Doctrine of Signatures for 5 Spirit-in-Nature Essences

Sometimes our students submit exceptional papers. This is one of those times. We’ll be posting her expositions on 5 of the Spirit-in-Nature Essences in several installments. Enjoy this paper that illuminates the subtle Doctrine of Signature, signifying that the shapes, colors, etc., of a plant or tree represent its amelioration of various human conditions.

Corn (mental vitality) I live in corn country, and know this plant well. Corn comes of age in the heat of summer, shooting up practically overnight, thriving best on hot days with cool nights and sufficient early-season moisture, especially night rains. The sharp, blade-like leaves can cut little scratches into hot, sweaty skin; to me, the blades represent the yang quality of a drive to get things done. If you tear the leaves, they split into long ribbons along the veining, again creating a yang, action shape. The movement of the entire plant is upward, with the tassels shooting up like fireworks.

The ear of the corn also has a yang, masculine shape suggesting action. The kernels line up in rows like so many little tasks to be completed. But there is also a softness and sweetness to this plant, a lovely evening scent that drifts across the fields as it tassels. Rows of corn rippling in the wind can be softly mesmerizing, as alluded to in the “Field of Dreams” movie, in which the ghosts of former baseball players are able to walk between worlds simply by disappearing into a sea of corn.

The roots of this plant seem strange and otherworldly, as if several gripping fingers are clutching down toward the soil to anchor this tall being to the ground. Corn is not deeply rooted. All the energy moves upward.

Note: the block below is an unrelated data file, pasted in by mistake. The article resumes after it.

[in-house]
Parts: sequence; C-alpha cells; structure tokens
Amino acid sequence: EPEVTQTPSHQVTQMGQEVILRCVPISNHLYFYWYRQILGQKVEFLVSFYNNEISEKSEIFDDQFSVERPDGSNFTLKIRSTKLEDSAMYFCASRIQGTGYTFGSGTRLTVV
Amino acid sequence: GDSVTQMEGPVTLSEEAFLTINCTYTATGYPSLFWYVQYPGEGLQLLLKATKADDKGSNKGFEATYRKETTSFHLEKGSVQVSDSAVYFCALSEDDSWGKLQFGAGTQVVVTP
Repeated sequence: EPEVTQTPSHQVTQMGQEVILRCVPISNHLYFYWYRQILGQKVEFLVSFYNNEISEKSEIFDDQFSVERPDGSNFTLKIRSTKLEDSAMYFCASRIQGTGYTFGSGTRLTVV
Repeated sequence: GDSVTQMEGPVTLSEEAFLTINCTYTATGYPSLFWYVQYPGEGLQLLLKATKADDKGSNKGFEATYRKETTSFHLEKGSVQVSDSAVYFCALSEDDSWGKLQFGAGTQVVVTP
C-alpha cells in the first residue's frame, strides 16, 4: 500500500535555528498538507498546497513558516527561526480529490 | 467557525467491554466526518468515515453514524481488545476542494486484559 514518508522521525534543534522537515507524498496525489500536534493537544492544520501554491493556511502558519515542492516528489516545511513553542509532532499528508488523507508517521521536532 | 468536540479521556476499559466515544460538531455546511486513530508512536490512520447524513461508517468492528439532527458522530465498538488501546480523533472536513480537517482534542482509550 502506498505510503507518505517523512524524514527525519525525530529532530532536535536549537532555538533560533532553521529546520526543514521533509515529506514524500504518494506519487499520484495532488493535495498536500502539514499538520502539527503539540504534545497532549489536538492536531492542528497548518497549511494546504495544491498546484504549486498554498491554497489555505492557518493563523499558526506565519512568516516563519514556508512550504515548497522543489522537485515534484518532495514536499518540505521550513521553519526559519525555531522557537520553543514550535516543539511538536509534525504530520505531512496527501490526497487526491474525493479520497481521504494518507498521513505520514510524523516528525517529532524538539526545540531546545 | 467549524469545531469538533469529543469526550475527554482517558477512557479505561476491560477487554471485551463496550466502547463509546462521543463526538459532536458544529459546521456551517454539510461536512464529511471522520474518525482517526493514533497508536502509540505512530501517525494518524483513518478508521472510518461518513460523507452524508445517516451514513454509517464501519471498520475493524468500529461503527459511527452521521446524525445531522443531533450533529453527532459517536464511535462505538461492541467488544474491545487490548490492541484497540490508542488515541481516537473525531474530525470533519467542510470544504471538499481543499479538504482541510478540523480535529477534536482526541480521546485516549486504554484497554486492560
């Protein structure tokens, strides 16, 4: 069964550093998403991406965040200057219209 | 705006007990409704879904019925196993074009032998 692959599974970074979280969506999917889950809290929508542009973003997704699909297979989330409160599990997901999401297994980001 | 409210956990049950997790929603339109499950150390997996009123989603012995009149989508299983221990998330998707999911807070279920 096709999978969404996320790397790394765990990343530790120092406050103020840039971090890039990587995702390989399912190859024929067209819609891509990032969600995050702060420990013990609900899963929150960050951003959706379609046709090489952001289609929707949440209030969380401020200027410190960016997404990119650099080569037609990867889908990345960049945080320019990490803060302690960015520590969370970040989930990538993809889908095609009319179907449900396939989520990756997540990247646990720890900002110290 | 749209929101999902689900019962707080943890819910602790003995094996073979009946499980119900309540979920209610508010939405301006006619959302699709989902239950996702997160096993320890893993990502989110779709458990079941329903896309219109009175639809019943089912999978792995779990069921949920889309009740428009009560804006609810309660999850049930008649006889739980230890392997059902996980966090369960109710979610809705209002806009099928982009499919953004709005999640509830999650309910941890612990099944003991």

Cornstalks are famously tall and straight and strong, despite the fact that they are hollow. Herbalists suggest that hollow stalks generally represent a connective link with Spirit, so this could be seen as a sign that it’s a sacred plant. Traditionally, American Indians have honored corn as one of the three sacred sisters, planting it in hills along with beans and squash.

Corn represents work, but the sweetness of work, and the sweet rewards of labor. There is a great folk science to knowing just when to harvest sweet corn for maximum flavor (ideally, early in the morning, and/or immediately before dropping it into a pot of boiling water). Dried, field corn can preserve the valuable nutrients and is sold by the bushel. It can provide food as well as a sweetener for humans and livestock alike.

The yellow kernels can be associated with the energy of the sun, which seems to be at its zenith in sweet corn season, which comes around the summer solstice. Yellow also can represent the solar plexus chakra, thus the choice to react from love instead of fear. Of course, it is easier not to come from fear when you are busy working in the cornfields rather than worrying.